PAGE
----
Here’s the thing, though. Nothing would have persuaded me to give up Batman. Nothing. And the pastor actually did half a sermon on the evils of The Dark Knight, which I went to see in the theater three times and which I loved with my whole soul (this was before I had been introduced to Jack Bauer and there was still room in my heart for other heroes). His reasoning was that humanity, disgustingly sinful as we were, got a thrill from seeing the pure, undiluted evil in the Joker’s character, and feeding that dark side was dangerous. I believe he used the word “wallowing.” I had really mixed feelings about this. On the one hand, I loved God. But on the other hand, I also had a very strong attachment to Batman. I just couldn’t give it up. There were many things like that. I love to read, so there were fiction novels lying all around the house. Fun books without any deep meaning, you know. And there was my music. I’m not the biggest fan of Christian music for its own sake. I don’t have hymns on my iPod. I have movie soundtracks and Driftless Pony Club and Fort Minor. My taste is pretty tame and it doesn’t lean toward anything that would have gotten me excommunicated, but still, it all had elements of the world in it. And that was bad, wasn’t it? We were constantly told that we had a choice to make: was it going to be God or the world? There was no coexistence, no harmony, no "in and not of." It was all so black and white. Which do you love, Andrea? Batman or God?

     And I had this constant feeling of terrible defiance. I never really felt that Batman was evil. I could not convince myself of that. But at the same time, the pastor’s word was law. So I actually ended up making the conscious choice that I was going to choose Batman and ask forgiveness later. I truly couldn’t help it. I guess it’s just some weird quirk in my personality, but I get really attached to fiction and to fictional characters, and I lived in constant terror that something I loved would be taken away from me. Thankfully, my parents dismissed the Batman-is-evil thing with the same contempt I did, but still.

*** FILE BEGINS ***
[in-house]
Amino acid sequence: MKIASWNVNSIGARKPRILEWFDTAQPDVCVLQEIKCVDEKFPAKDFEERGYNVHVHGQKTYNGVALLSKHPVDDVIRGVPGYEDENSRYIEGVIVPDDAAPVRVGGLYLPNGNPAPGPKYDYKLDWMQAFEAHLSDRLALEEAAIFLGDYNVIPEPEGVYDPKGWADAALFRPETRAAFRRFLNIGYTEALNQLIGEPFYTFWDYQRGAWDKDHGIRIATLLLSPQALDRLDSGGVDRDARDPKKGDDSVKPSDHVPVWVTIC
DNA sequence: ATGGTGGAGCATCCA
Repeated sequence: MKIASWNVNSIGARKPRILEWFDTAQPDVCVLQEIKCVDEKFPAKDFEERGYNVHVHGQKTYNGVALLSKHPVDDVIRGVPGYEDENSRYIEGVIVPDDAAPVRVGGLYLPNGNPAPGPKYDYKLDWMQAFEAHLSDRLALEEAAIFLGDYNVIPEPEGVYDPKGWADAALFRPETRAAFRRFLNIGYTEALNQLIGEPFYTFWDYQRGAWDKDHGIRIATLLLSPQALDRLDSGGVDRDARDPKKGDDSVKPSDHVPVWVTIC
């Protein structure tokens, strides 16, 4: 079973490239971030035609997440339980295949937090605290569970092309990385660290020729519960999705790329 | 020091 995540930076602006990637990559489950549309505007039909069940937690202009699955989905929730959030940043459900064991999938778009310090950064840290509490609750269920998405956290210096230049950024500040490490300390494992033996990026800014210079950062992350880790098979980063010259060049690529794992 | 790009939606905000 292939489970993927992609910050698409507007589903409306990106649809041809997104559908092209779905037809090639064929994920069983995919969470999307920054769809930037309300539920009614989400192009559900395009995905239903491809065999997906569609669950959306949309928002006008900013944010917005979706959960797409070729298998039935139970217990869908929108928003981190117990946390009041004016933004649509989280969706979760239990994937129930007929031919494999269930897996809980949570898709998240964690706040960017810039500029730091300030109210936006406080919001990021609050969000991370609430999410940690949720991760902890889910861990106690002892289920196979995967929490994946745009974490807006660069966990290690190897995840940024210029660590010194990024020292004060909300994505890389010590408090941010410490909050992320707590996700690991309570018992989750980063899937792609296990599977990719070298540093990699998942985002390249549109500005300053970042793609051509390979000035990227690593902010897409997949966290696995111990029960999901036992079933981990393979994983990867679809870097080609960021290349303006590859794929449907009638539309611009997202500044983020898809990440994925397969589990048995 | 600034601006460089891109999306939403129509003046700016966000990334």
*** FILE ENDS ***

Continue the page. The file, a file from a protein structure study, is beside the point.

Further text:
Now, I just want to make it very clear that Batman was never and “idol” for me. Neither is Jack Bauer, believe it or not. I love those guys to death, but the idea of replacing God in my life with a fictional character (actually, anybody at all), no matter how awesome, is just laughable. And I’d know if I had. There was no subconscious idol-making.

     I see now that I never did choose Batman over God, because the god they showed me never really existed at all.

     We were taught that the path to Him was unclear, full of pitfalls and snares. Only the pastor, the elders, and the long-dead church fathers knew the way, and we were just darn lucky they decided to share their illumination with us poor simpletons. (Sidenote: I always had trouble trusting the church fathers because I love facial hair as much as the next person— probably more, actually — but these men took it too far. Really, John Calvin? An eighteen-inch beard? Who does that?) Especially with the things of the world— they knew how dangerous it was and we couldn’t spot it for the life of us. Everything that looked innocent was actually a demon in disguise, and we lived in constant fear of the outside world and what it would do to us if we did not remain firmly rooted in our church. Disney movies, secular music of any kind, every single TV show without exception, books without an overtly Christian theme or whose characters didn’t pray in every chapter; all of these things would send us straight into the waiting arms of the devil. And the pastor knew these things and we didn’t. Any of this sound familiar? That’s Catholicism. And it’s just a beautiful irony that they were so obsessed with the Reformation.